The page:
Monday, April 19, 2010

Solidare............a Routine for the Foal


Part 1

Last year, I am the one that made the mistake about what gender the foal was. Now it was Dave's turn to take the heat. There's nothing I like more than getting the opportunity to "catch" Dave in a mistake. It doesn't happen often, not that he doesn't make them, because he does. It's the catching him in one that doesn't happen often.

Dave can finagle his way out of most anything but it would be hard to get out of this one. His wishful thinking about having a filly had jinxed me and set him for a fall. He saw what he wanted to see..........instead of what was really there. I'll be rubbing it in for a while.

I had to be the one to break it to Lindsay. "Serenade" is not my idea of a colt name. That meant back to the drawing board on names for this guy. As much as Lindsay was disappointed, I think she was excited at the possibilities of colt names too. So far she's had no recommendations but I'm sure they're coming soon.

While I finished cleaning the stall for the second time, Dave went back to work trying to teach this foal to nurse. This time I heard his mumblings followed by giggles about "stupid colts." Dave was building his rapport with this dude no matter what gender and getting frustrated at the time it was taking.

Not long after this, Dave did finally get this colt to nurse. I watched carefully and listened even more carefully. This colt was just not "latching on" like he should nor was he nursing for any length of time. There was good reason to believe he wasn't getting all the milk he needed.

Not that Solidare didn't have enough milk. From the time the foal touched a nipple the milk was streaming. The colt was getting more milk on his face than in his tummy, I suspect. That made it important to keep him on task. When he'd wander away wanting to lay down, we'd turn him back towards mom. It was just like the early days with the twins making sure they were nursing long enough to get what they needed.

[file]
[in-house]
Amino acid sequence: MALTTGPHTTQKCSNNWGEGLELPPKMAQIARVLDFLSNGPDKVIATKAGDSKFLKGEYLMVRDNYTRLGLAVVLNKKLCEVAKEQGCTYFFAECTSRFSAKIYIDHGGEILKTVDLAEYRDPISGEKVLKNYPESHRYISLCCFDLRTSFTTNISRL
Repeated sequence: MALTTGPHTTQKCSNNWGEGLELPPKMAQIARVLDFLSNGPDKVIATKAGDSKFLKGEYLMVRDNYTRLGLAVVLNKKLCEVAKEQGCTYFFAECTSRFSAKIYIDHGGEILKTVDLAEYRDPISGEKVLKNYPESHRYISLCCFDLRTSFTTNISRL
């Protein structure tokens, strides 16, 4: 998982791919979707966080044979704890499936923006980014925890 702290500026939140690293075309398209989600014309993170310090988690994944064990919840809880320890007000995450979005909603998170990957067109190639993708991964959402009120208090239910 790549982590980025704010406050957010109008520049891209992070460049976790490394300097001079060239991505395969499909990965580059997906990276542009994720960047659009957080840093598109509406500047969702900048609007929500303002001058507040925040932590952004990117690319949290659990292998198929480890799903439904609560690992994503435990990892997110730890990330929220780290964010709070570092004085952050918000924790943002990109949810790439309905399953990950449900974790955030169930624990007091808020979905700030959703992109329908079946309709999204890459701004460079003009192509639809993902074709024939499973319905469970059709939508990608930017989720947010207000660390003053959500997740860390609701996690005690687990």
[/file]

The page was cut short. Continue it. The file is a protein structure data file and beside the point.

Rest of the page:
Because of this lack of focus and weak suckle reflex, I checked the colt every two hours to be sure he was up and nursing. I'd also watched for behavior that said he was getting stronger........not weaker. Dummy foals can "forget" to nurse or go off task before they've gotten enough fuel to sustain them. They can go down hill really fast.

Running over the regime in my mind, I realized I'd been so focused on Solidare, I'd forgotten to iodine the foal's umbilical cord. I also had not gotten to an enema yet. While I knew the colt's bladder was working normally, there were no signs that anything else was. At least for the moment, the focus was shifting from Solidare to the foal.

Before I left for the house again, I thought about Solidare and the way she's lain in this stall for months. It's been a consistent protective position. She's always laid with her butt facing Dare's stall (so a herd mate had her back) keeping her face turned towards the road (the most likely place a threat might come). I thought these facts could work for us in keeping Solidare safe from injuring her leg.

I realized the foal was once again laying in the corner tucked in under the water buckets. I knew if he stayed there, when Solidare laid down she would probably lay down so she could keep an eye on him and still maintain her protective manner . That meant she'd be laying with the weak leg underneath her so I pulled the foal out of that corner and laid him in the one where Solidare could see him laying with the strong leg underneath her hoping I could influence how she laid down.